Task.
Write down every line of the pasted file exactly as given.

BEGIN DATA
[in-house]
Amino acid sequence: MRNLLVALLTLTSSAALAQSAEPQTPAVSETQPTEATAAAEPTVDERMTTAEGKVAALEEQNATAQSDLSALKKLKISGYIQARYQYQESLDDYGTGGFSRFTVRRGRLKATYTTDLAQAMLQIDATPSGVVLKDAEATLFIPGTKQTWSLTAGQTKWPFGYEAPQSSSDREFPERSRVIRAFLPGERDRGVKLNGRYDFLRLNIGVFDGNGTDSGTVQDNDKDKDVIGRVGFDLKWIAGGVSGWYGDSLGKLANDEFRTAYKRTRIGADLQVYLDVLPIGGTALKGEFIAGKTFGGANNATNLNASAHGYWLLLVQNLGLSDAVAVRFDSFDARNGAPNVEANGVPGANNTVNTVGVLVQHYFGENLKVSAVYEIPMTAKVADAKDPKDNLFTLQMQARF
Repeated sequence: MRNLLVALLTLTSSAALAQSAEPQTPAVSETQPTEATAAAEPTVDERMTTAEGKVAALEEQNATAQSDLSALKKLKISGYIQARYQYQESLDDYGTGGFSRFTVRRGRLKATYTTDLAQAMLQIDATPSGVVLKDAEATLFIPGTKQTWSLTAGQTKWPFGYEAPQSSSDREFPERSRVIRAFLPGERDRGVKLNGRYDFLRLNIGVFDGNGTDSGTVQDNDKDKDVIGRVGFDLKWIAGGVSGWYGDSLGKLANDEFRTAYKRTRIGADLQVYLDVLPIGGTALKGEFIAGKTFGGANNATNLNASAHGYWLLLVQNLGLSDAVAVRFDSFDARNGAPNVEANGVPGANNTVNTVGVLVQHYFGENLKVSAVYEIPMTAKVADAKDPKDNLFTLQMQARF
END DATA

[in-house]
Amino acid sequence: MRNLLVALLTLTSSAALAQSAEPQTPAVSETQPTEATAAAEPTVDERMTTAEGKVAALEEQNATAQSDLSALKKLKISGYIQARYQYQESLDDYGTGGFSRFTVRRGRLKATYTTDLAQAMLQIDATPSGVVLKDAEATLFIPGTKQTWSLTAGQTKWPFGYEAPQSSSDREFPERSRVIRAFLPGERDRGVKLNGRYDFLRLNIGVFDGNGTDSGTVQDNDKDKDVIGRVGFDLKWIAGGVSGWYGDSLGKLANDEFRTAYKRTRIGADLQVYLDVLPIGGTALKGEFIAGKTFGGANNATNLNASAHGYWLLLVQNLGLSDAVAVRFDSFDARNGAPNVEANGVPGANNTVNTVGVLVQHYFGENLKVSAVYEIPMTAKVADAKDPKDNLFTLQMQARF
Repeated sequence: MRNLLVALLTLTSSAALAQSAEPQTPAVSETQPTEATAAAEPTVDERMTTAEGKVAALEEQNATAQSDLSALKKLKISGYIQARYQYQESLDDYGTGGFSRFTVRRGRLKATYTTDLAQAMLQIDATPSGVVLKDAEATLFIPGTKQTWSLTAGQTKWPFGYEAPQSSSDREFPERSRVIRAFLPGERDRGVKLNGRYDFLRLNIGVFDGNGTDSGTVQDNDKDKDVIGRVGFDLKWIAGGVSGWYGDSLGKLANDEFRTAYKRTRIGADLQVYLDVLPIGGTALKGEFIAGKTFGGANNATNLNASAHGYWLLLVQNLGLSDAVAVRFDSFDARNGAPNVEANGVPGANNTVNTVGVLVQHYFGENLKVSAVYEIPMTAKVADAKDPKDNLFTLQMQARF